Having moved up from Costa Rica, where the cost of living has become too high, they have taken advantage of the poverty of the Nicas. And yet, without respecting them or even talking their language, they feel compelled to call them ´stupid´or ínferior´every day.
I´ve seen how poverty drives Nicas to rob cameras or laptops whenever they are left in the wrong place and how young women feel they have to sell their bodies to make a living.
The world is not a fair place and Nicaragua is a country of extremes.
On my second last night, one of our volunteers had a disturbing experience when two little girls, aged about 10 or 12, called to his front door. One gestured to him that the other, her friend or little sister, was available for sex. So I have been appalled by suggestions that there are even paedophile rings, organized and run by American ´veterans´ in the heart of this beautiful city.
Poverty and inequality has made this a desperately unfair world. Men who spent their careers fighting unjust wars have moved to Nicaragua just because their money goes further in such a poor place and they can take advantage, sexually, of people who have nothing.
Back in Ireland, I left a newspaper office which had its quota of bitchiness and infighting last December and certainly didn´t expect to find the same things in an organization with as noble a set of ideals as La Esperanza Granada.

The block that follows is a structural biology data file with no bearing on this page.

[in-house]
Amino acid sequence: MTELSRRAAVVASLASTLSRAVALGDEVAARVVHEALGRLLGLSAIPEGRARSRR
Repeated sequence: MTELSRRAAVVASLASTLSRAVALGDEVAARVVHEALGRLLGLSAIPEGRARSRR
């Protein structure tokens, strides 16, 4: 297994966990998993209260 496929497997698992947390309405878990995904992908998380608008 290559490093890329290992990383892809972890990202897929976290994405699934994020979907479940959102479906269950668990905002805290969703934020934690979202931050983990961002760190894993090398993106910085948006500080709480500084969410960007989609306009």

But it seemed to me that idealistic young people with bright ideas were vilified and excluded, for daring to suggest changes which might actually improve the organization.
There is no other way to describe how I felt about the volunteer accommodation or the back-biting and bitchiness relating to departing volunteers who sought to change or improve things .... appalling.
So I won´t miss the people who run the organisation, but I will miss the wonderful staff, volunteers, and children.
And, at the end of the day, it´s fantastic that they are putting 11 young people through University, 90 through secondary school, and giving a chance to hundreds of younger children in eight extremely poor primary schools.
I won´t miss most of the expats I have met who have decided to make Nicaragua their home, despite bitching about the locals all the time.
But I will miss the Nicas, such as lovely 20 year old single mum and ayudante Belkys, whose sense of irreverance and zest for life reminds me of my 97-year old granny.
The Nicas could teach us all a thing or two, about the importance of community and friendship, the extended family, the need to take your time, and simply have fun with friends and family.
Kids here have more fun with baseball bats made of sticks or twigs than Irish children do on thier Playstations.
So what if they have to go around on horseback or bicycles? Because at least they have fun, share time with each other, and enjoy life. They chat on buses and in ´collectivo´taxis and don´t understand the concept of ´strangers´. Life here is a bit like Ireland 50 years ago in some ways.
Yes, living in Granada has been both frustrating and exhilerating. Life in Ireland right now seems dull and predictable by comparison.
So thanks to all the wonderful people I have met over the past three months. You turned the part of the gap year I feared most (volunteering and living in Central America) into possibly the most rewarding experience of my life.
Adios y gracias a todos!